Tristram Shandy

Full Text

Chapter 3.XXIV.

Full Text Chapter 3.XXIV.

Chapter 3.XXIV.

As many pictures as have been given of my father, how like him soever in different airs and attitudes,—not one, or all of them, can ever help the reader to any kind of preconception of how my father would think, speak, or act, upon any untried occasion or occurrence of life.—There was that infinitude of oddities in him, and of chances along with it, by which handle he would take a thing,—it baffled, Sir, all calculations.—The truth was, his road lay so very far on one side, from that wherein most men travelled,—that every object before him presented a face and section of itself to his eye, altogether different from the plan and elevation of it seen by the rest of mankind.—In other words, 'twas a different object, and in course was differently considered:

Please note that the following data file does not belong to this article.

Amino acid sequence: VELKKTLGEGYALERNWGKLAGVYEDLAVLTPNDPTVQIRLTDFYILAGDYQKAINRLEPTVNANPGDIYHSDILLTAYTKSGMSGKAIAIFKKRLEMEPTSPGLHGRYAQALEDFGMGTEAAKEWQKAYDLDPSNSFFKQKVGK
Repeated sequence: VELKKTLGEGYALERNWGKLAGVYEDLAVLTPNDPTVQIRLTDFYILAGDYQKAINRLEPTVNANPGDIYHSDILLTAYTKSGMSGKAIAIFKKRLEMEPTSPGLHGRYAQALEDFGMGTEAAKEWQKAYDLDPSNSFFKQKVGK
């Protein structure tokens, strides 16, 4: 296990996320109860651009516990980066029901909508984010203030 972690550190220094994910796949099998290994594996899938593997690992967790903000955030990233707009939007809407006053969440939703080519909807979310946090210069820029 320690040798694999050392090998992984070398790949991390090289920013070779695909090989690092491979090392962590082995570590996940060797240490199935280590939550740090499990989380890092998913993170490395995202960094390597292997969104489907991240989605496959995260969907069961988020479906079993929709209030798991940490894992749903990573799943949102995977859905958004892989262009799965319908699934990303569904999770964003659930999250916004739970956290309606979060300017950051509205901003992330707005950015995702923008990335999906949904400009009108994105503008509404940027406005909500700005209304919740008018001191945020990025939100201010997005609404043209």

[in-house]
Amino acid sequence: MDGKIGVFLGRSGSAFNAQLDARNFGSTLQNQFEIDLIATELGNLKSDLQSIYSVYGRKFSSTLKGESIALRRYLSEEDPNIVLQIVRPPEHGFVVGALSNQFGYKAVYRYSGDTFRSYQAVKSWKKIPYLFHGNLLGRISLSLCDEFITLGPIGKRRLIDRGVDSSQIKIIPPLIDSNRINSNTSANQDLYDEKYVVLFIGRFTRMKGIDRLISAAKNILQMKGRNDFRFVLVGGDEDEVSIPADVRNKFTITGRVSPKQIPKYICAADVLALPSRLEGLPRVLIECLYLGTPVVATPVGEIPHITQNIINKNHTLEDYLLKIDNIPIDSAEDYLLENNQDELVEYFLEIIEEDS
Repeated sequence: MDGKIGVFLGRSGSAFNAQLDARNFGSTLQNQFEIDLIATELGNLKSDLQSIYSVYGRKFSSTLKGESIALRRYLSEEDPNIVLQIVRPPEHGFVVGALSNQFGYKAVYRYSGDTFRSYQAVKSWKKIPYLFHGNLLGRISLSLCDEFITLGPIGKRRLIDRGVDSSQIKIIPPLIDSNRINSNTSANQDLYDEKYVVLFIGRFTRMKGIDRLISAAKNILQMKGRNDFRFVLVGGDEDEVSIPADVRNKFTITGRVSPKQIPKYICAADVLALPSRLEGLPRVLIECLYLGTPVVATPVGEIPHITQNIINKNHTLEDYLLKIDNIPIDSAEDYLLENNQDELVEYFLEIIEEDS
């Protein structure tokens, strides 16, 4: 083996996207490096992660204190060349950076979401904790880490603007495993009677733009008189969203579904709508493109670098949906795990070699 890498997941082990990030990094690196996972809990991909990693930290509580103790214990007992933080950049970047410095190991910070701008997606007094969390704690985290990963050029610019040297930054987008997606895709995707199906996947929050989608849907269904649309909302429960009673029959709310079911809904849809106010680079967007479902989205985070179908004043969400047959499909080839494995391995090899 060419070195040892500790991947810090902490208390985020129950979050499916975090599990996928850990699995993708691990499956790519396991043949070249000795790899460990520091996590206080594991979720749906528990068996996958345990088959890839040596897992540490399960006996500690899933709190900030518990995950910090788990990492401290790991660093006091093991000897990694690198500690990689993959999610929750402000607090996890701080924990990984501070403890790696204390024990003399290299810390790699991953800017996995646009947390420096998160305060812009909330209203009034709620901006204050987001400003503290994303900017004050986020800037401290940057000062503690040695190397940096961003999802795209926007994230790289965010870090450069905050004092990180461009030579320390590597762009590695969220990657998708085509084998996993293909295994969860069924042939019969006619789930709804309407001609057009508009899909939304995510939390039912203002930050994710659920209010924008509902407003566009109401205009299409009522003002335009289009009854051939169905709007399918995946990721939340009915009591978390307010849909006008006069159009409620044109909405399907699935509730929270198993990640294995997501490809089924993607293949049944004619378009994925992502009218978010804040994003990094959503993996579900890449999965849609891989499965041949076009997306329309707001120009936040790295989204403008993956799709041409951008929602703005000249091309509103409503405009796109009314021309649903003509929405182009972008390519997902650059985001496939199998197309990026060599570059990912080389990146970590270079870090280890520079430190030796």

This is the true reason, that my dear Jenny and I, as well as all the world besides us, have such eternal squabbles about nothing.—She looks at her outside,—I, at her in.... How is it possible we should agree about her value?